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Those weekenders

There has been a rise in couples who only meet on weekends. How does this bode for family life, asks Kanchan Maslekar.

sex and relationships Updated: Aug 22, 2013 13:46 IST
Kanchan Maslekar

There has been a rise in couples who only meet on weekends with couples increasingly taking up jobs in different cities or due to erratic shifts. How does this bode for marriages and family life?

Aparna and Abhishek live in the same house, but rarely meet on weekdays. Both work in a BPO Aparna works the day shift and Abhishek on the night shift. "Abhishek comes home when I am leaving for office. We are lucky if we share breakfast. He then hits the bed and I leave for work," she says.

When Shashank was offered a lucrative job in Mumbai, Gayatri, his wife, decided to stay back in Pune with their seven-year-old twins and opted for a weekend marriage. Routines are important "It works fine for both of us. I did not want to disturb my daughters' routine, especially when Mumbai is easily accessible. It was just not worth changing the entire set up," she says. <b1>

Gayatri adds that when Shashank worked in Pune, he often wouldn't meet the girls for days on end due to long working hours. "At least the weekends are ours now," she adds.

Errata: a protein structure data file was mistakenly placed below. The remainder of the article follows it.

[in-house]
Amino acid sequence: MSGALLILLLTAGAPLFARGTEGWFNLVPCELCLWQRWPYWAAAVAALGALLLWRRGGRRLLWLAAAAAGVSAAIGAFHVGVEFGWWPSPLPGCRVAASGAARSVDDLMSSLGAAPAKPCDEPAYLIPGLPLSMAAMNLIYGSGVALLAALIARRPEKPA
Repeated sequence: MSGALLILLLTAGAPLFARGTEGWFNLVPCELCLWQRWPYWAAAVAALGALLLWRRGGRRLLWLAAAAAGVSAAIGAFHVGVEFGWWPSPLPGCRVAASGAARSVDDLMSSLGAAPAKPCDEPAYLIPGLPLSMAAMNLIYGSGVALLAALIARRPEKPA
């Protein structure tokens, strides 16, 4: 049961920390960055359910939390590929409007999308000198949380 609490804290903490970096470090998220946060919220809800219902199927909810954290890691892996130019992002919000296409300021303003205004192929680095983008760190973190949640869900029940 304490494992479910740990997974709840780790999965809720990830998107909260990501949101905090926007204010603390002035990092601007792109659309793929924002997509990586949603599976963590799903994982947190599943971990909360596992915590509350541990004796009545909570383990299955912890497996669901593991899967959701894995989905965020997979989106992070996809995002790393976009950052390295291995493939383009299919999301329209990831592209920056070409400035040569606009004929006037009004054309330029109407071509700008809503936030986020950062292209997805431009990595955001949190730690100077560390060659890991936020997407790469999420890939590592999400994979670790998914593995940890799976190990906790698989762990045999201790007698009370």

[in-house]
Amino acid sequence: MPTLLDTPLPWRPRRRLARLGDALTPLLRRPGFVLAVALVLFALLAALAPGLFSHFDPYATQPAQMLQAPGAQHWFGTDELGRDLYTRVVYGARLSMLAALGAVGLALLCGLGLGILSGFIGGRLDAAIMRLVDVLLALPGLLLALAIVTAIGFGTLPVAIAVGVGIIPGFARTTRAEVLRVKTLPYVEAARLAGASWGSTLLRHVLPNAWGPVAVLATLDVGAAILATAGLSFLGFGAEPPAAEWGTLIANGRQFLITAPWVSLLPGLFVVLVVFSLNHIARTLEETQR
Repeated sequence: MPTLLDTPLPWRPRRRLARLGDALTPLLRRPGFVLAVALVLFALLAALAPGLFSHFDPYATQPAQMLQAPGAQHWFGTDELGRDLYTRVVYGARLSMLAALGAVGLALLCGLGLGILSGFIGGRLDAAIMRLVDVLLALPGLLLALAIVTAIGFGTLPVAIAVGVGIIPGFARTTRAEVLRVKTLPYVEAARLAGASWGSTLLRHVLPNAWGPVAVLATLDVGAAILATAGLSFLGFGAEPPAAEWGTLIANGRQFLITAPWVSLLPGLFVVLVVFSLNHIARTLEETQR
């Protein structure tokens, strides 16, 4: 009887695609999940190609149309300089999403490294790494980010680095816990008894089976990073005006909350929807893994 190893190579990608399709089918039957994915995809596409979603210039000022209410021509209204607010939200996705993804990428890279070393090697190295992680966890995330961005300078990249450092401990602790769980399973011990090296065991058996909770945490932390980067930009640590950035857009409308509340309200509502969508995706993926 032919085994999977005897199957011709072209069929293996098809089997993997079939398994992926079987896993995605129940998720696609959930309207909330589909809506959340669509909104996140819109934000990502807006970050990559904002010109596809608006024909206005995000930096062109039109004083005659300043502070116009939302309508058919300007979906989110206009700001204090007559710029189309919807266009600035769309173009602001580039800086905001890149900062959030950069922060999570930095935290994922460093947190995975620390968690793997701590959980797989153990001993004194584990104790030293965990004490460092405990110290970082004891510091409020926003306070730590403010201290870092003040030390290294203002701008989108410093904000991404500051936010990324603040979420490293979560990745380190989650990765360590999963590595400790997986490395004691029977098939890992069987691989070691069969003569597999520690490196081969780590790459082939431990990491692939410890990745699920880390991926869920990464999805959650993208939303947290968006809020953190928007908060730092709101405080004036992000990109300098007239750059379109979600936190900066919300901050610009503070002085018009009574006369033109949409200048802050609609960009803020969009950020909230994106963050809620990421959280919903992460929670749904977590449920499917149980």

Patience is key
The initial days can be quite frustrating but it's a matter of adjusting to the new lifestyle.

Sandeep Kulkarni, a journalist, married to Sneha, a software engineer, says, "In the first two years of our marriage, even our weekly dayoff didn't coincide." But they had dated for five years and were used to each other's lifestyle. "We knew what to expect. At times Sneha would get upset but it was just a phase," he adds.

Gayatri and Shashank plan their weekends a month in advance. "We try and spend as much time together as possible including bonding sessions by ourselves," says Shashank.

Little gestures
Of course, the couples do have their own problems. There is no one to come back to after a bad day not much , of family life and children's illnesses are especially difficult to handle.

These couples keep in touch through text messages and the internet. Aparna also maintains a diary, where she writes notes for her husband. "Right from paying electricity bills, to ‘miss you' messages - they are all there. It's a great way to communicate," she says.

Abhishek thinks it's easy for couples to take each other for granted. But with a little effort, one can spend maximum quality time.

"Since we are conscious of the time we actually get together, we squabble less," says Shashank.